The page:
Not Become realized without the contribution, of Asian, immigrants, right so we're so vital, to, the economic history, of our country and. Yet, when you look at the, official portrait, of the Golden Spike that. United. The Western, and Eastern halves, of the Transcontinental, Railroad there's not a single Chinese, immigrant, in sight. All. Right so just because we're involved in the economy that we might be vital, to certain, sectors in the economy does. Not mean that we're gonna get that recognition unless, we're civically. Engaged. There's. Also a whole history of laws starting. Out in California, and then spreading to the rest of the country where. Asian Americans have been excluded. Including. Japanese-americans. Who were so vital, to the agricultural, sector in. California. California. Passed an alien land law excluding. Japanese, Indian, and other immigrants, from owning land and, as. We all know japanese-americans. Were interned in, California. And other parts of the United States because. Of their so-called perceived, security. Threat. But. This is not just history. Time. And again we've seen that when you have economic, anxiety and, scapegoating, we've. Seen an uptick in anti Asian violence. So. You have a you have an image there from anti-chinese, riots in, Denver in 1880. The. Vincent chin murderer that many. People especially within the asian-american community recognize. And commemorate, and most. Recently, the. Brutal murder of screening of us coach Ebola in Kansas. Which. The asian-american community still. We. Would argue not commemorating, quite with. The same fervor as we. Remember the Vincent chin incident, in fact if you look in 2017. This. This slide is actually based. On incidents, just in the first half of the year some. Very prominent, incidents, of of hate. Crimes against, asian-americans. Targeting. South. Asians. And. It's. Not just in terms of violence in society, all. Right so this is a very prominent, individual, no longer in the white house I don't, have people remember the. Context of this quote this was Steve Bannon, when. He was the, chief of Breitbart, and. Speaking. Would then candidate, Donald, Trump so. This is in December 2015, and when. Trump was saying that maybe not everyone should be sent back that. With some high-skilled immigrants, college, graduates, they should they, should remain in the country and Bannon, said well when two-thirds or three-quarters of CEOs, in Silicon Valley are from South Asia or from Asia first. Of all by the way that is totally, false it's. A miniscule, fraction of, Silicon Valley CEOs. That. That. Are Asian American let. Alone South Asian but. Here's another thing he says and. I think we should actually take this latter part very seriously. A country. Is more than an economy, we're. A Civic Society. Well. Bannon's mean means, by that is actually an ethnic nationalist, vision of what a Civic Society means, but, there is this larger, problem if, we're only seen, as economic, actors and not Civic actors, it, makes it very easy for those. In power to exclude us from the Civic sphere. And. We're. Seeing that we're, seeing that with the Rays Act which, proposes to cut family, visas now, many Asian Americans including Asian, Americans that. Are highly skilled might think you know what we're gonna be we're gonna be okay, because. We we have high skills and therefore Asian immigration is not going to be affected, well, over, half, of Asian immigrants coming to the United States on, legal, permanent resident visa has come in through family sponsorships.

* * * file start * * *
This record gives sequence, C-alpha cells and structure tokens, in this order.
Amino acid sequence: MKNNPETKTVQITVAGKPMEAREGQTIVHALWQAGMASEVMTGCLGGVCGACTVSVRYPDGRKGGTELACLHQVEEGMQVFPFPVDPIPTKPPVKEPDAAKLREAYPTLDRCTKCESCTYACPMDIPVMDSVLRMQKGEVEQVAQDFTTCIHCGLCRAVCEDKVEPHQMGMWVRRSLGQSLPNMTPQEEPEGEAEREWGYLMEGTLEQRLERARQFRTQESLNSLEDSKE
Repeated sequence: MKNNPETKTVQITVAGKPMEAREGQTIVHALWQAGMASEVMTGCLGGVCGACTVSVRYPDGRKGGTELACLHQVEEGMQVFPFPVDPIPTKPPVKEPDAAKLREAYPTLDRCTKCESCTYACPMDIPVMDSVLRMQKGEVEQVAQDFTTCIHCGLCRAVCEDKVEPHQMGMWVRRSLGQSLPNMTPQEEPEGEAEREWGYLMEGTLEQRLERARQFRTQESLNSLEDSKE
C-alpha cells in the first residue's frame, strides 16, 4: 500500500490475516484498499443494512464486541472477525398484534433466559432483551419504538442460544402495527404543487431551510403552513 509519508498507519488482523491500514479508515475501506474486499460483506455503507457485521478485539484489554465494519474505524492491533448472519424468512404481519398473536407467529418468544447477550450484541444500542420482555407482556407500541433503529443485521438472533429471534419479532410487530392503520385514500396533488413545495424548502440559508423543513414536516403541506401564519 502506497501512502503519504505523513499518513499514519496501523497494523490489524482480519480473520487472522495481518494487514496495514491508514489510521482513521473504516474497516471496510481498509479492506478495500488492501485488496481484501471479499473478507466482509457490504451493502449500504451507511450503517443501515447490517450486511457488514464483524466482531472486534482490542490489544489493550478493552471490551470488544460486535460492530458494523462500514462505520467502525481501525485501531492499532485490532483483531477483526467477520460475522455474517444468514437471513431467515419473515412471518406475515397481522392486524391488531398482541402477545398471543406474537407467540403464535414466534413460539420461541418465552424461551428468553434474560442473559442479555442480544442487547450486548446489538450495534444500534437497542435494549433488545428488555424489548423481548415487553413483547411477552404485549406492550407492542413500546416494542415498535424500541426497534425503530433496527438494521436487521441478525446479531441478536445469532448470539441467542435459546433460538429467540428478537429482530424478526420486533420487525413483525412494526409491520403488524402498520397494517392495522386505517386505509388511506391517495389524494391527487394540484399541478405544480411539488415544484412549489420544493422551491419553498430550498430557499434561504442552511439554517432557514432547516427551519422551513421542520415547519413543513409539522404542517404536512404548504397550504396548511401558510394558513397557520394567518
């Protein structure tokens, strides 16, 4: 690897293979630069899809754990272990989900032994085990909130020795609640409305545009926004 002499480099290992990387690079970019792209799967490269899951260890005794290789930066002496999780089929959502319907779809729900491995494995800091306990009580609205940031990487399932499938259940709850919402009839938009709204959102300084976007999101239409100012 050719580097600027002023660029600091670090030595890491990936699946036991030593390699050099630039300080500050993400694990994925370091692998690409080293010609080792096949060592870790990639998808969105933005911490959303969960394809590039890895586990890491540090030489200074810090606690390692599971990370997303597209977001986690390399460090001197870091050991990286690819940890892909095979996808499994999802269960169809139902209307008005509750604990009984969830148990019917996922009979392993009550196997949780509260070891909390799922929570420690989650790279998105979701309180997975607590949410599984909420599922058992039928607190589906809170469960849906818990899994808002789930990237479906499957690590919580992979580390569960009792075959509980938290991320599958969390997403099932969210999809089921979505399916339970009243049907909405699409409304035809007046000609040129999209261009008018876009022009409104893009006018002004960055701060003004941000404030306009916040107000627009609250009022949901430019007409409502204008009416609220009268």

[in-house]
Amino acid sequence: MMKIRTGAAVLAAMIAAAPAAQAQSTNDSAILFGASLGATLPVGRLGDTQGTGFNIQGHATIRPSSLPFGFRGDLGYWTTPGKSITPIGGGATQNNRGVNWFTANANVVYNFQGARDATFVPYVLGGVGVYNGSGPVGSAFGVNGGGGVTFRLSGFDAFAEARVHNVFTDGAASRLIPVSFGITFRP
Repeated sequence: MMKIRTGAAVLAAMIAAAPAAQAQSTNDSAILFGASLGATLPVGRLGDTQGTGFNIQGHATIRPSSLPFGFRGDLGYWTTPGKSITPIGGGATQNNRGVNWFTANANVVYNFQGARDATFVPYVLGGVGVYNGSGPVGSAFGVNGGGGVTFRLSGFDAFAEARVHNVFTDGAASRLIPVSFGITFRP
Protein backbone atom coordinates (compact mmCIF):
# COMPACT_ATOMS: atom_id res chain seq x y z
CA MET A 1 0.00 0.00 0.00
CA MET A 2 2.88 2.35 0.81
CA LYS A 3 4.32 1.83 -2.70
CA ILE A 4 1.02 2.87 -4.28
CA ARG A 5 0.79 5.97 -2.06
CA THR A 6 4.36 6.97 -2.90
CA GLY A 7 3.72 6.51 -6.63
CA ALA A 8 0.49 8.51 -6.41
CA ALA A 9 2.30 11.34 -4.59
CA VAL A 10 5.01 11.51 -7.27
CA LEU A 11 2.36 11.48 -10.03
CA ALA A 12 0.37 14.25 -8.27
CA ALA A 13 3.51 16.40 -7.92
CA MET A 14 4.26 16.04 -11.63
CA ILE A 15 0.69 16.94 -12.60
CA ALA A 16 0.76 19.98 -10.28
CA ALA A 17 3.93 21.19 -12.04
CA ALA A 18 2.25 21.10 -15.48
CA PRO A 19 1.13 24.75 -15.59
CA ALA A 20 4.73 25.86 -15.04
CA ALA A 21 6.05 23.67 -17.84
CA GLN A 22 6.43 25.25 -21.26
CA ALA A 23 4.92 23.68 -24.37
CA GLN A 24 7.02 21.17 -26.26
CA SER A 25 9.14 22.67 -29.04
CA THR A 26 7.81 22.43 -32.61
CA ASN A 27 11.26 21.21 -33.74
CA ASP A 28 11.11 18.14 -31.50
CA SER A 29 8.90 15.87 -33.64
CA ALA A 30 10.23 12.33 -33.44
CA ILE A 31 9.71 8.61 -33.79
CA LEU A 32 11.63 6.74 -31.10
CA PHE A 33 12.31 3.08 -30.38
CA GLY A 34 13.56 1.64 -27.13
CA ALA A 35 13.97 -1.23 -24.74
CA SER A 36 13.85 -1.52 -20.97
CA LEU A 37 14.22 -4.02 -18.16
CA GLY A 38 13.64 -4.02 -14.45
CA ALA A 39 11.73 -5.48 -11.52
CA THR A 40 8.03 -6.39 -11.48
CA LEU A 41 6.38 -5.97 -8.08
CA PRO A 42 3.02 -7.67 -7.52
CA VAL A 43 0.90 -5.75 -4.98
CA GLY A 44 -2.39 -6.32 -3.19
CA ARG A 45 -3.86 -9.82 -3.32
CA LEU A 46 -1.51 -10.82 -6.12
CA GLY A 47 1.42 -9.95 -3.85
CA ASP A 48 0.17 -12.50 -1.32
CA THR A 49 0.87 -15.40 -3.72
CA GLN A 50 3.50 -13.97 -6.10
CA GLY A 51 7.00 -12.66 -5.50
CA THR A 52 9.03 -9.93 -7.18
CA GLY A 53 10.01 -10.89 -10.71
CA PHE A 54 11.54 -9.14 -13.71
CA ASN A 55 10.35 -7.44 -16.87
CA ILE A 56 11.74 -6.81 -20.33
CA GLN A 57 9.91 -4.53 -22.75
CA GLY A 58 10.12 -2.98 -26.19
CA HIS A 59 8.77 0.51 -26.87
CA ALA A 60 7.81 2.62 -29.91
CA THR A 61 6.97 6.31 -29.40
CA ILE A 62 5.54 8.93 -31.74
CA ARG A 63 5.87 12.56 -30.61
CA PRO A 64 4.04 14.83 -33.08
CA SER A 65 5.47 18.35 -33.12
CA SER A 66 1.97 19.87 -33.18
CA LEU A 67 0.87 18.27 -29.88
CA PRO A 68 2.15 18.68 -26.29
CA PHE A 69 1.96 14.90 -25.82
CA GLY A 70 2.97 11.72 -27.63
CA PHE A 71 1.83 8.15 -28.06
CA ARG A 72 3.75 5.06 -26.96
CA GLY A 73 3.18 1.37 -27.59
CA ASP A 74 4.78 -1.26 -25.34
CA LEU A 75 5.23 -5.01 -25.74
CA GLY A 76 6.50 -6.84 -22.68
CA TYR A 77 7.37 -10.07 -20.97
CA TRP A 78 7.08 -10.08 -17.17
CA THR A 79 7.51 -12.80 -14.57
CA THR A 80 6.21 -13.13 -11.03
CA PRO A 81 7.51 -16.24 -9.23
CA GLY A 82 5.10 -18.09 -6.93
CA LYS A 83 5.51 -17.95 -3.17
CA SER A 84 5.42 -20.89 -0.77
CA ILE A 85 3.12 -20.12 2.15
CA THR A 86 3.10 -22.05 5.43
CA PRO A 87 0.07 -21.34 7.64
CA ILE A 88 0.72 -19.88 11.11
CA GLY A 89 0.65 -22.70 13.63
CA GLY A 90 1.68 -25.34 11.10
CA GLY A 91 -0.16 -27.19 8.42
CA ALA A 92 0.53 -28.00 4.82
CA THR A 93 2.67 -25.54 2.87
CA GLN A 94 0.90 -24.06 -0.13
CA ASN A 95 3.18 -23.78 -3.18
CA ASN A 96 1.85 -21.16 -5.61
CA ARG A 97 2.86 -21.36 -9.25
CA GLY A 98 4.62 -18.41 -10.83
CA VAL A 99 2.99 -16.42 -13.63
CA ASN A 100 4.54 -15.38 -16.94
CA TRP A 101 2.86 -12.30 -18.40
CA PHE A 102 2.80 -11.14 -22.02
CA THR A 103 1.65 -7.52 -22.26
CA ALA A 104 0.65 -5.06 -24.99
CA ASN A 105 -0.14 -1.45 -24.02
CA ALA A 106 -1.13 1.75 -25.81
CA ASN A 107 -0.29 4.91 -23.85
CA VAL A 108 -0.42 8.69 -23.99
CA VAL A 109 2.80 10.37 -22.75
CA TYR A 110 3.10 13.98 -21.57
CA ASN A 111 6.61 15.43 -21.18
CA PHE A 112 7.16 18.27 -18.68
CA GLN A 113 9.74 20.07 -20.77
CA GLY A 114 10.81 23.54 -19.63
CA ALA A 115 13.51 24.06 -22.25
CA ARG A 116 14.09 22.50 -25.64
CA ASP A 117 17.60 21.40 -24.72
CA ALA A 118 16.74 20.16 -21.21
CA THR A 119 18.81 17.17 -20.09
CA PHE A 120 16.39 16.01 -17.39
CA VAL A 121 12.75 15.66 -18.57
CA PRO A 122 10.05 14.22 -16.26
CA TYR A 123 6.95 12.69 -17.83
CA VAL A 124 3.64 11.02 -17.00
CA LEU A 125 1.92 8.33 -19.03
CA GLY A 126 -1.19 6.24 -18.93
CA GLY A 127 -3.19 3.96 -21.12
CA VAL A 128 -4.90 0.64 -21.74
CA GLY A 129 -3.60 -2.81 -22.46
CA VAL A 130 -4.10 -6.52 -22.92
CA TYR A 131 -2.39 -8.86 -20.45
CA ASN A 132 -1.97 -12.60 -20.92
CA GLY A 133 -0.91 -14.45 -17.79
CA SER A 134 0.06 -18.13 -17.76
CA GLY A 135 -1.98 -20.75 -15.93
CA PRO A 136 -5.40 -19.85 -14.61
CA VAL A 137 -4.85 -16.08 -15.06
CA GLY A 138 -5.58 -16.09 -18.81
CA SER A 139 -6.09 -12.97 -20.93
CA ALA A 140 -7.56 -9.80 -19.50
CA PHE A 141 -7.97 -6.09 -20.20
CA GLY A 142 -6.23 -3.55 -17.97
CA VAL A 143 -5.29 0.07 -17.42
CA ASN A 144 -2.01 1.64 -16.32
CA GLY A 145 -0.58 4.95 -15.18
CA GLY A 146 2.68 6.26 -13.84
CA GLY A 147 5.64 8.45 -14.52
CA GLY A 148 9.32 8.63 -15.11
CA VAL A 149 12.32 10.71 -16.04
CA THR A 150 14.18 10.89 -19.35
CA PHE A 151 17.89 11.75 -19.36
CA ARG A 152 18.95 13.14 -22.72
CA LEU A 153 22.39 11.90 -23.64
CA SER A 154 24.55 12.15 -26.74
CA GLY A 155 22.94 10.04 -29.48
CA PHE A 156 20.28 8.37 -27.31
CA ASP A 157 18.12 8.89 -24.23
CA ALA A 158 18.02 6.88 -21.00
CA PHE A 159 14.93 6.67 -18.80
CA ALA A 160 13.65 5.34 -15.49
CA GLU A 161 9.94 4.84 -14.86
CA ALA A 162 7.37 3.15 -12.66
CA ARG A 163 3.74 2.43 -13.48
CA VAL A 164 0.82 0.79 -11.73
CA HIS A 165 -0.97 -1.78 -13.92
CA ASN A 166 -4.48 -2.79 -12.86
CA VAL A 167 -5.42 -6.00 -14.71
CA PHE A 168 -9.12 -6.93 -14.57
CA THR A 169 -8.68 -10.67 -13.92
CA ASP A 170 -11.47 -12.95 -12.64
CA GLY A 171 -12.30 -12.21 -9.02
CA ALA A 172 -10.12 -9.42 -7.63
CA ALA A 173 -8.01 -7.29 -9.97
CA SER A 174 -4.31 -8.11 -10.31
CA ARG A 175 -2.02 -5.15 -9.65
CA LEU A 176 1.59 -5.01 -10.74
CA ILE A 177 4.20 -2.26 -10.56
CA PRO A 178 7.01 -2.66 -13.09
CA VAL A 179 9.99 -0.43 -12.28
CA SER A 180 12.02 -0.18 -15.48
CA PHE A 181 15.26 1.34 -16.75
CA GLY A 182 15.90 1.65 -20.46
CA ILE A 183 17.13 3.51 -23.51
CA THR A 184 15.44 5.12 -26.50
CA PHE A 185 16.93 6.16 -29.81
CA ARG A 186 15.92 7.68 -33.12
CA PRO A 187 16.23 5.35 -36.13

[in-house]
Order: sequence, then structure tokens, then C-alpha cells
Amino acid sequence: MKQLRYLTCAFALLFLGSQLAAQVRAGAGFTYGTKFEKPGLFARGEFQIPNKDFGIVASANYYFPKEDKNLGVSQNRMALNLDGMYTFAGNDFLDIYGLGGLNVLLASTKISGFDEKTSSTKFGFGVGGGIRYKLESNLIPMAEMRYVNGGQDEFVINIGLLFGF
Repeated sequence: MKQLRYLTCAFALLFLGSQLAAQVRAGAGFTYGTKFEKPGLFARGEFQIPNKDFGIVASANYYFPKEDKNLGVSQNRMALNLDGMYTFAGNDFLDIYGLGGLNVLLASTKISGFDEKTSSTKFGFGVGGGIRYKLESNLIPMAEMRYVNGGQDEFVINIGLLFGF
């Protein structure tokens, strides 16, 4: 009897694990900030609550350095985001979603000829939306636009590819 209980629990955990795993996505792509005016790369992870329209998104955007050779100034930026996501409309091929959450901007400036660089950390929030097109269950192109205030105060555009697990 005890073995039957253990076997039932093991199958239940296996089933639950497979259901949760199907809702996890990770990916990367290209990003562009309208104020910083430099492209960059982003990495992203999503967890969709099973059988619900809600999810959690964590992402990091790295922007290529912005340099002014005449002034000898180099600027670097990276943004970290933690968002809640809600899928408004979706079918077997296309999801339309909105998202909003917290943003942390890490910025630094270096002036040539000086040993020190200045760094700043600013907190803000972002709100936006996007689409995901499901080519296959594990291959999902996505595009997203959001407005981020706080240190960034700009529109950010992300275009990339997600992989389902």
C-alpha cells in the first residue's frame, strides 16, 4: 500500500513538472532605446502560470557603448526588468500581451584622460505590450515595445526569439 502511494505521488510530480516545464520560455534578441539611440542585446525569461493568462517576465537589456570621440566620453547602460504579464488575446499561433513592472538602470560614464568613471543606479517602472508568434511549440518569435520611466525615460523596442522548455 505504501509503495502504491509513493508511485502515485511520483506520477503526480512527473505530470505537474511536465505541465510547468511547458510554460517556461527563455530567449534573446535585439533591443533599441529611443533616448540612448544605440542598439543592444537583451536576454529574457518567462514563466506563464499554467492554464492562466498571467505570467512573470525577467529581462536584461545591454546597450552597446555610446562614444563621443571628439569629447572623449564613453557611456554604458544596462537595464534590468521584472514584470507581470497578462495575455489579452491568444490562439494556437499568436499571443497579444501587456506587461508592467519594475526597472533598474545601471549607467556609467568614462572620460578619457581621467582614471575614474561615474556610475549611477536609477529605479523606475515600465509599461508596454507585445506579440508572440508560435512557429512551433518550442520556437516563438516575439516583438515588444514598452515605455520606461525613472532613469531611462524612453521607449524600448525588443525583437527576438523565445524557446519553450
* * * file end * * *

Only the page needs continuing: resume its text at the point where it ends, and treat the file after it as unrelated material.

So. It is going to affect us including, those that, have high skills many of them depend. On bringing. Relatives, over to make to, make a new life in the United States just. Recently, we put, out a blog post and API data and also create infographics, showing. How the proposed. Cuts to family visas would, affect different populations. And as, you can see it. Would affect. Close to a majority of most. Detailed. Asian origin groups including. Indian Americans Chinese Americans, Japanese Filipinos. Pakistanis. Mangas Asians and Vietnamese. All. Right so this is a this is an issue that is hot right now we have to be engaged in but. It is rare it is rare to see Asian Americans, out in the streets. The. Word set of actions that that. We helped, to catalyze. Last, week but, there were nowhere close to the kinds of actions that we've seen on the DREAM Act and other actions that Latinos have done on. Behalf of immigrant rights so, we absolutely need, to speak up participation. Is key it's. Key to building power its key its key to fighting racism and, quite. Honestly perceive, an it is key to being seen as American, for not there in the Civic sphere people are not going to see us as, part of the body politic, so. We've got a lot of work to do. This. Is part of the speech that Barack Obama gave in. 2016. And. People generally were in a celebratory. Mood including, the president he, said the API community's the fastest-growing minority in America but. It's still like everyone's like clapping you know everyone's excited well. That's good to cheer about but. It's still significantly. Underrepresented, at, the ballot box in. 2012. Just 56, percent of eligible APR voters were registered, to vote. Now. The president wasn't just saying that to be a downer. There's. A very realistic, sense, of where, we stand people know that we're important, people know that we're growing fast but. They also know, that we under participate, it's not a secret, right. This is one of the things you get with data people know and. Especially elected, officials know if you're a group that participates, and if, you're a group that not that that doesn't and. We've. Seen that we've seen that in voting data asian-americans. Vote. At much lower rates than. Non-hispanic. Whites and african-americans. It. Is also true and registration, so here's a different look at the data and. You see big differences, within the Asian category, in terms of what voting looks like and what registration, looks like Indian. Americans tend to participate more than others which is actually a little bit surprising, given the day are among the most recently arrived to, the United States and we can talk more in the Q&A about why that might be the case Chinese. Americans, have the lowest rates of voter, registration, and voter, turnout. But. It's not just voting. Asian. Americans as you'll see just below, just. Above the bottom there are much less likely than others to contact, public officials. They're. Also much less likely to engage in boycotts, and. They. Are the least likely to engage in protest, activity. So. Even though many of us including many Googlers might have been involved in the, various travel, ban protests, that occurred in, January. Of this year. Even. When it comes to protest behavior, where, so much of our interests, are at stake we, are much less likely to do so than, the rest of the population. So. To sum up we need to redefine Asian, success, many. Of us just think about, economic, success well first of all maybe even before economic, success many, of us are socialized. Into thinking about GPA, and academic. Achievement, and then maybe after, that wealth generation, but. We need to redefine weight redefine. Success to. Not only mean economic, advancement but. Also political participation. Civic. Participation and. Philanthropic. Activity. And. The success not only of our community, but also larger, society, depends. On it fortunately. We can draw upon the inspiration, of many Asian American heroes and Shiro's. So. For example wonky mark, in. 1898, helps, establish. The, bedrock, of birthright, citizenship, that, every immigrant depends, on right. Which is that if your. Child is born in the United States citizenship, cannot be denied to that child it, was an asian-american hook who helped establish that. The. First Asian American elected. To Congress congressman, Dileep Singh sound he, had fought for the right for, Indians and Filipinos, to naturalize, and within. Two years of getting naturalized, he runs as a judge and then. When he first and then and then after becoming a judge he, then runs for Congress and becomes the first asian-american elected, to Congress so we can draw upon all these inspiring stories. Right it is rare now when people get naturalized, ticking you know what I'm gonna vote in my, next election I'm gonna run for judge and we're gonna run for Congress but we should look to those examples.